A small knot of supporters gathers around the pair of SC players, Bill and Kimberly, who lean their stack of large of large signs against a fence. The sign on top reads "Who is Watching?"

People crossing the park stop to read the SCP's flyers, which inform them that there are ten surveillance cameras in the park, all secreted in light fixtures. Washington Square's cameras are monitored 24 hours a day by the police. Not only are the cameras equipped with infrared night vision, they can be remotely controlled to tilt, zoom and track individuals. Some people have reported to the SCP that when they flipped off the cameras, they were stopped by the police and asked for ID.

With grim cheer, the SCP flyer notes that the police are capable of reading the very words over your shoulder: "So relax; you're safe here. Forget we mentioned any of this. Smile! Big Brother is watching you."

Whether the SCP is performing for Big Brother's video monitors in police vans and subway token booths, or for Little Brother's screens at corporate security desks, a NYCLU legal representative usually accompanies the players, since they rarely get to finish a play without police or security guard interference. Today, however, the union rep doesn't arrive.

Bill and Kimberly, in dark glasses, begin the play by silently holding their sequence of signs up for the camera's eye. Simple black marker pictograms illustrate the messages: "Cops will shoot pictures/like cops shoot guns," "No more racial profiling," "No more invasions of privacy." Two other SCP members prompt the actors to position their signs for maximum video visibility. An onlooker remarks sarcastically, "Now that's entertainment!"

As if on cue, "Jungle Boogie" pumps from the Bigword's show as Bill holds up the title card for Mass Psychology of Fascism. The players juxtapose a dollar sign with "Why do people act irrationally?" A hail of little yellow balls bounces from the soundstage. People scramble for the balls that swarm around the SCP like bees.

As the placard play reaches its inevitable Reichian conclusion that sexual liberation will free us from patriarchy, authoritarianism, religious repression, racism and capitalism, the Bigwords crowd falls silent, waiting for the winners to be announced. Watching the signs shuffle their sexual symbols to the hum of the soundstage generator, I experience a high school flashback -- an older hippy guy who had recently read [Herbert] Marcuse calling me "bourgeois" for rejecting his seduction.

My disappointment at the revival of this stillborn philosophy is interrupted by "the Man," as we children of hippies smirkingly say, in the person of a Parks Department officer in a green uniform. The SCP perk up at his gruff "Excuse me -- do you have a permit for this?" Traditionally, according to its proponents, Street Theater truly unfolds when unwitting official "actors" attempt to stop it.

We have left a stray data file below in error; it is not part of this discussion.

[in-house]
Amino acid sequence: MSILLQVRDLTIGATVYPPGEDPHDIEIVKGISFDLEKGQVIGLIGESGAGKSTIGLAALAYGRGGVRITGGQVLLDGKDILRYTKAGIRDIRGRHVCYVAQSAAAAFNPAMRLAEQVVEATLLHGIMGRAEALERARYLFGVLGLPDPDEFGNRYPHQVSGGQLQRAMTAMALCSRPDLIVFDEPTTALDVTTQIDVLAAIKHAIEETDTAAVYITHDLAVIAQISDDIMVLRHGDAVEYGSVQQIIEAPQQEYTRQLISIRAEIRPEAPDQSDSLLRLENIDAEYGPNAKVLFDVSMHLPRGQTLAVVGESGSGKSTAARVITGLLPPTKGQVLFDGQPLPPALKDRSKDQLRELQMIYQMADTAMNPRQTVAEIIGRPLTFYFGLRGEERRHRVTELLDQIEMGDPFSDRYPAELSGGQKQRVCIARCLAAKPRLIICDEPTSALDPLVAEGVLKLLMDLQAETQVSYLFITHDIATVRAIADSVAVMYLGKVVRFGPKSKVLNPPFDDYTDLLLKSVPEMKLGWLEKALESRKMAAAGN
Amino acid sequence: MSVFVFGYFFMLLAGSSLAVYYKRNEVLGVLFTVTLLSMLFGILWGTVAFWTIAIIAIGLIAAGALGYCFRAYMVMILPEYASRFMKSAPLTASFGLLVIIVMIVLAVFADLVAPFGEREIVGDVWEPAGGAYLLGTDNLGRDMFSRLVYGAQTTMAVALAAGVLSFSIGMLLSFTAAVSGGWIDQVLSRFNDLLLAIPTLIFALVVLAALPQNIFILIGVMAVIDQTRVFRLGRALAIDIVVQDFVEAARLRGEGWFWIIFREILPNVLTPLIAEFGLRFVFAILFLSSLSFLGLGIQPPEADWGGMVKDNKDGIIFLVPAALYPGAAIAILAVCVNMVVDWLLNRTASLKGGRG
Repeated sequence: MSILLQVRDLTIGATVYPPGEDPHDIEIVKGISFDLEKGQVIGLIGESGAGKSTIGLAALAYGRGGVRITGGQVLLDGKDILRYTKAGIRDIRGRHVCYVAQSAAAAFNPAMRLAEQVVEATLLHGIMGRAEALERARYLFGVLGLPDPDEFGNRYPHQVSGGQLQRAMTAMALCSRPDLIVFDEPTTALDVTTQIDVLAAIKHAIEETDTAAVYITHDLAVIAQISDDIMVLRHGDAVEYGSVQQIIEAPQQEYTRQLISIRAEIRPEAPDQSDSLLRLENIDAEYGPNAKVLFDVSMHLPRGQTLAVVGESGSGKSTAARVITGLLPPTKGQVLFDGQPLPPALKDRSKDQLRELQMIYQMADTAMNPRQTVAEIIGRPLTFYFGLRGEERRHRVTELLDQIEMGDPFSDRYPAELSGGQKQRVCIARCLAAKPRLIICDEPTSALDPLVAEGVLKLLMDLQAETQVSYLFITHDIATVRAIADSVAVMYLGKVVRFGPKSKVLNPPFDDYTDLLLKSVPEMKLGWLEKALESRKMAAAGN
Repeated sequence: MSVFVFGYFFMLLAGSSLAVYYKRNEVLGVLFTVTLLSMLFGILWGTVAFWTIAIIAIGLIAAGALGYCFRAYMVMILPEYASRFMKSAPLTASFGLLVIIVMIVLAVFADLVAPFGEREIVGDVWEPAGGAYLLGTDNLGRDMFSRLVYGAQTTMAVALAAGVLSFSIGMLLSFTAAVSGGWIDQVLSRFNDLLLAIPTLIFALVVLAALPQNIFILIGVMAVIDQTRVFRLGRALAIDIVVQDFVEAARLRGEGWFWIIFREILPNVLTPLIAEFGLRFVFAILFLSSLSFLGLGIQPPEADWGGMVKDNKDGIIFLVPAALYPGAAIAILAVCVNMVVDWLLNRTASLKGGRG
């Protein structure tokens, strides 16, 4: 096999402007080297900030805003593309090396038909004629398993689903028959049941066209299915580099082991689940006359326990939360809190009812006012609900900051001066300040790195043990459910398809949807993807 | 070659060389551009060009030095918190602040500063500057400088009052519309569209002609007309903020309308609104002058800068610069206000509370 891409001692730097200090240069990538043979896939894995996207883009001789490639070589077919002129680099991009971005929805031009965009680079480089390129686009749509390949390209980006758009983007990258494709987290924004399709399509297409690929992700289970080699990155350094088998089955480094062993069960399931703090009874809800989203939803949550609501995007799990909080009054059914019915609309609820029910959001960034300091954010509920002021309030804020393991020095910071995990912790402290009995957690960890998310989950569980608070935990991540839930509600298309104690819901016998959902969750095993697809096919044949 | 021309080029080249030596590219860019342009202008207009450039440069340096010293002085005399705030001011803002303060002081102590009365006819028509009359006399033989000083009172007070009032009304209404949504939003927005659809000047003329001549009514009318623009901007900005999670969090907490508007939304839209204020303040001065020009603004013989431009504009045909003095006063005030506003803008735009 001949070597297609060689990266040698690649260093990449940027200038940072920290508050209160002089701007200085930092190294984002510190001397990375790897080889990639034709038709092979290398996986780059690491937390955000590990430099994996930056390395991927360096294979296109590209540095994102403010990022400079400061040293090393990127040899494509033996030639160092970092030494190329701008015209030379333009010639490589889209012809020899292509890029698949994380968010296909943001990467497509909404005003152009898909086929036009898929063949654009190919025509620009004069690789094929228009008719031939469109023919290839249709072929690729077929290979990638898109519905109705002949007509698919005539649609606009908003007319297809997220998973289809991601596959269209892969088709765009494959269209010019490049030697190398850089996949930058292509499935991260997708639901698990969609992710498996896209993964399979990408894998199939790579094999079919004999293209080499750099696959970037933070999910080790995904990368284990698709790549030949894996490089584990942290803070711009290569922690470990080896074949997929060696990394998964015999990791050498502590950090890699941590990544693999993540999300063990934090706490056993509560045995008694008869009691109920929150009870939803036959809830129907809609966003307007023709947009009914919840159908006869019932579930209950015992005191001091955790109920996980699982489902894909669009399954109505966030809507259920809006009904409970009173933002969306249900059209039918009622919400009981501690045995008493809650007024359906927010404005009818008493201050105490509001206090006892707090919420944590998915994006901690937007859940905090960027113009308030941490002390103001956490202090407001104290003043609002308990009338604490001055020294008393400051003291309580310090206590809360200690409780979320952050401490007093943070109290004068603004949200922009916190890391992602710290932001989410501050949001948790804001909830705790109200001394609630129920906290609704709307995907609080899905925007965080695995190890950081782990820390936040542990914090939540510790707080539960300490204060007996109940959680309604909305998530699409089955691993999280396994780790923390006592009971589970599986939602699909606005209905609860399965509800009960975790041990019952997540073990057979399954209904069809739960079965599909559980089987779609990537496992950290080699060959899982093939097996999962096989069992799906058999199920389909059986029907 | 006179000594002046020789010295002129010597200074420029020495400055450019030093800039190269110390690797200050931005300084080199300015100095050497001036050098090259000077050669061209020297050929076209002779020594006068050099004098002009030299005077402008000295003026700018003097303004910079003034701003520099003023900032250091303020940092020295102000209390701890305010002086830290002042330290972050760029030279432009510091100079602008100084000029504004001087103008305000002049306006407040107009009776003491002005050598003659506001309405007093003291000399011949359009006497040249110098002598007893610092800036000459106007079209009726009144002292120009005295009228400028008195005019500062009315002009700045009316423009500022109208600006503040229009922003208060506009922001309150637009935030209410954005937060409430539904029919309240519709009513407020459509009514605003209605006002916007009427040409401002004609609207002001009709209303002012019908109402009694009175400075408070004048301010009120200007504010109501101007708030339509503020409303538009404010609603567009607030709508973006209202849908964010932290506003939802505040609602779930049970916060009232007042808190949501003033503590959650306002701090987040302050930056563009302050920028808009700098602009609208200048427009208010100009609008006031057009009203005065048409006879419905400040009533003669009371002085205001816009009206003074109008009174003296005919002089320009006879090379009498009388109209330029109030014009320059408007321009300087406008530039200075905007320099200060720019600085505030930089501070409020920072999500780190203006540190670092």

The action proceeds with orders to move along, collection of IDs, a ticket written for unlawful assembly and the arrival of uniformed enforcements. Supporters of the SCP, seasoned veterans of confrontation, don't miss their cues. While Tony Torn, a local activist, demands to know the charges and questions the officers' humanity, his comrade Peggy shouts, "This is about free speech! We're allowed to congregate. Corporations don't want us to. They want to control public space. We're trying to make this gathering more fun than that stupid thing over there!"

A crescendo of yellow balls rolls under Peggy's feet, and she does a neat mock pratfall, remarking, "See! These things are more dangerous than we are!"

Under pressure from Torn, a female Parks Department supervisor thumbs through her tiny green rule-book. The tickets are finally scrapped. Apparently Parks rules prohibit signs on fences, but not held in hand. The show can go on, but Bill doesn't care: "I don't feel like it now." The point has been made that, at least where he stands, behavior in public space will not be predicted or controlled. For an instant, the sublimely silly spirit of Washington Square Park is redeemed from the grim haze of surveillance.

Several articles have been written about the Surveillance Camera Players. There are critics who say that SCP shows are not theater, the plays are elitist, the players can't act, and that they are paranoid kooks. But these critics are missing the larger picture. According to SCP statements, their plays are neither protest nor theater but a combination form designed to overcome the limitations of both. Their goal is the elimination of surveillance cameras; if their protests spark a public outcry, and the cameras are banned, there will be no more need for Surveillance Camera Players.

By performing for surveillance cameras, the SCP are reclaiming public space and returning the intrusive stare. They are redeeming what they call enforced "transparency" by being perversely and creatively opaque.

The SCP point out that their name is intentionally not copyrighted. If you can do better, put on your own show. The cameras are waiting.

[Originally published in Here #3, July 2000.]

Contact the Surveillance Camera Players

By e-mail

By snail mail: SCP c/o NOT BORED! POB 1115, Stuyvesant Station, New York City 10009-9998